HUMOR AND POLITICS
Newsweek has an interesting cover story on comedian Jon Stewart.
“I heard Dennis Kucinich in the last Democratic debate say, ‘When I’m president . . . ,’ and I just wanted to stop him and say, ‘Dude‘.”
“We’ve got us a Democratic general!” he says, clearly elated about having Gen. Wesley Clark as his guest. “That’s like a gay black Republican. It’s a rare beast.”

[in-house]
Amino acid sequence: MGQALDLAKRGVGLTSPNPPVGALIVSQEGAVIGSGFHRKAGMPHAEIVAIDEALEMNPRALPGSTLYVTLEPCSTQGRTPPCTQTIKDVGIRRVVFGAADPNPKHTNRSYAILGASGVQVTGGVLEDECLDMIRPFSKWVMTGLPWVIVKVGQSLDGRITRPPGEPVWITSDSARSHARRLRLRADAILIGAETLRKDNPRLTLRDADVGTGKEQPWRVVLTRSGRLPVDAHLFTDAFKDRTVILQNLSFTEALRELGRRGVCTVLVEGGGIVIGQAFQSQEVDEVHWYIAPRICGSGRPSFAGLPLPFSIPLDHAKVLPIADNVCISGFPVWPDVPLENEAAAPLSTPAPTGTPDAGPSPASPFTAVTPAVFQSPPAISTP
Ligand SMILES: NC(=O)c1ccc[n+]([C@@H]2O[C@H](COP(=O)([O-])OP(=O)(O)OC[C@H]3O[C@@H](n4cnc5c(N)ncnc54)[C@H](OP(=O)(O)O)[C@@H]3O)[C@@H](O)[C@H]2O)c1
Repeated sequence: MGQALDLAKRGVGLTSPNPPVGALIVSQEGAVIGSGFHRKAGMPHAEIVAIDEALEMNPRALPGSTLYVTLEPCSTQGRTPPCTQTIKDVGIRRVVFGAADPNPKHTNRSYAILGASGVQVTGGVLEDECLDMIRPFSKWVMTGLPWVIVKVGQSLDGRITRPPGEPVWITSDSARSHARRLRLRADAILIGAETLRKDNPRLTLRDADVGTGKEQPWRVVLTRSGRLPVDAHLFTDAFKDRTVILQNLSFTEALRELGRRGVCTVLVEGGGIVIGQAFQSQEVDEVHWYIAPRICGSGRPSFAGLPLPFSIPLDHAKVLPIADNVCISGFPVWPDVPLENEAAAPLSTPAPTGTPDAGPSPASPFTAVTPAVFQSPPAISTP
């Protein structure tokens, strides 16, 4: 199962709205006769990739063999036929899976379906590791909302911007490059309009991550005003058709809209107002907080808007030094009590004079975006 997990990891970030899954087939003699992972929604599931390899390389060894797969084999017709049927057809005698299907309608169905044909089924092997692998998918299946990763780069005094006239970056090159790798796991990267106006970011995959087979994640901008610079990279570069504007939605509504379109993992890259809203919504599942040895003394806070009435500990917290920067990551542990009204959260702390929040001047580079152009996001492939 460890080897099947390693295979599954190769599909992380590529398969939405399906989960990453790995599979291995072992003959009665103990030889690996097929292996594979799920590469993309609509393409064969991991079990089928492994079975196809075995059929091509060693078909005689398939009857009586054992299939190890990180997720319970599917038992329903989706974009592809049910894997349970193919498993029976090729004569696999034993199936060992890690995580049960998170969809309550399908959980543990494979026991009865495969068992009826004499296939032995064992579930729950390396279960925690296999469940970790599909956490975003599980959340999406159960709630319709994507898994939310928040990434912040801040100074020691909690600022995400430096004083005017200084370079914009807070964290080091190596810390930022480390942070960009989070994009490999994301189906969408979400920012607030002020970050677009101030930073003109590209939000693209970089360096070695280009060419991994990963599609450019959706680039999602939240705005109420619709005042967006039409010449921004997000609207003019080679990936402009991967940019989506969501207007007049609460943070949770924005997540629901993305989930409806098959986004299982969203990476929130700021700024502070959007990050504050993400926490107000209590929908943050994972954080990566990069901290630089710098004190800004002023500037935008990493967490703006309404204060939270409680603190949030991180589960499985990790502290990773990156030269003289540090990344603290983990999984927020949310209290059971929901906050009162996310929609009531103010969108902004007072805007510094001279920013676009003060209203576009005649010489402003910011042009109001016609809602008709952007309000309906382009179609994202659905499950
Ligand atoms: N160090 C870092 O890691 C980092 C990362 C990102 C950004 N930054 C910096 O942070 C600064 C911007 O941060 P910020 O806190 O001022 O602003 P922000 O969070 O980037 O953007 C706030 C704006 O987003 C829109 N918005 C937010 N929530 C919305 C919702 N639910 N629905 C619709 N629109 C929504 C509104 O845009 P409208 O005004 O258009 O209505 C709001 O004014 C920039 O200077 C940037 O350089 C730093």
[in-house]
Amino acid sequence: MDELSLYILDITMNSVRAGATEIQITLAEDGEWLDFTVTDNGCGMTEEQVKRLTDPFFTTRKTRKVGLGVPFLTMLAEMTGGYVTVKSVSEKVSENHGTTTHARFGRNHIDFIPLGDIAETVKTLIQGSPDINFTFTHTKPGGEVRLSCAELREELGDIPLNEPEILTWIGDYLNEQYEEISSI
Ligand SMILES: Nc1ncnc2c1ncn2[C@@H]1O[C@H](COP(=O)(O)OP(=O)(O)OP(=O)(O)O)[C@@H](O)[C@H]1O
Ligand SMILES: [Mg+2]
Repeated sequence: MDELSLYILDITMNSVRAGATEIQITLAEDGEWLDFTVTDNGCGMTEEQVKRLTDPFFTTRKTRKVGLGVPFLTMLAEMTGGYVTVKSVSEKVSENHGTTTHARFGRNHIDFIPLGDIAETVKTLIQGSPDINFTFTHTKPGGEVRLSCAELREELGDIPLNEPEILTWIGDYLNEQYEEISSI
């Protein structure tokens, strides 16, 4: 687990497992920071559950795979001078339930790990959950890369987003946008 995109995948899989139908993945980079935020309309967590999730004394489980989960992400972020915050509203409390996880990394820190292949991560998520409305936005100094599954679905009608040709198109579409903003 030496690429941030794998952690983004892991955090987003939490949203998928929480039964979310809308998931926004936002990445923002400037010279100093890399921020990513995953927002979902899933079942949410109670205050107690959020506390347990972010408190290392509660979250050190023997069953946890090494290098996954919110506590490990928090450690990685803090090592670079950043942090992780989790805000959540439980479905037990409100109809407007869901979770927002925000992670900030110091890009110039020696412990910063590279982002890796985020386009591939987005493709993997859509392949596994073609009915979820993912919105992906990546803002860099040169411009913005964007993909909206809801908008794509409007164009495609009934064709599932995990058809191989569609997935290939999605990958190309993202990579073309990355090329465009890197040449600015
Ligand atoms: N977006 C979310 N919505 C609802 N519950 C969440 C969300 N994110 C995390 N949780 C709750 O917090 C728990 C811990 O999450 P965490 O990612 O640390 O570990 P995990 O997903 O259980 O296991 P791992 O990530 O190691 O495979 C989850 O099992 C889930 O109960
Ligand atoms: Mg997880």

“The Daily Show” has got everyone by the throat. The program won two Emmys this year–beating “Leno” and “Letterman”–and is becoming the coolest pit stop on television. And it does it the hard way. Unlike late-night talk shows that traffic in Hollywood interviews and stupid pet tricks, “The Daily Show” is a fearless social satire. Not many comedy shows would dare do five minutes on the intricacies of Medicare or a relentlessly cheeky piece on President George W. Bush’s Thanksgiving trip to Iraq (“A small group of handpicked journalists accompanied the president on his top-secret mission to tell the entire world about his top-secrecy”). His cut-the-crap humor hits the target so consistently–you’ve gotta love a show that calls its segments on Iraq “Mess O’Potamia”–he’s starting to be taken seriously as a political force. The Democratic National Committee announced this month that it plans to invite Stewart & Co. to cover its convention, amazing since “The Daily Show” is actually a fake news program. “This guy has great insight into life,” says Clark. “A lot of people listen to him. He has tremendous influence.” All that, and the guy’s on cable. Basic cable.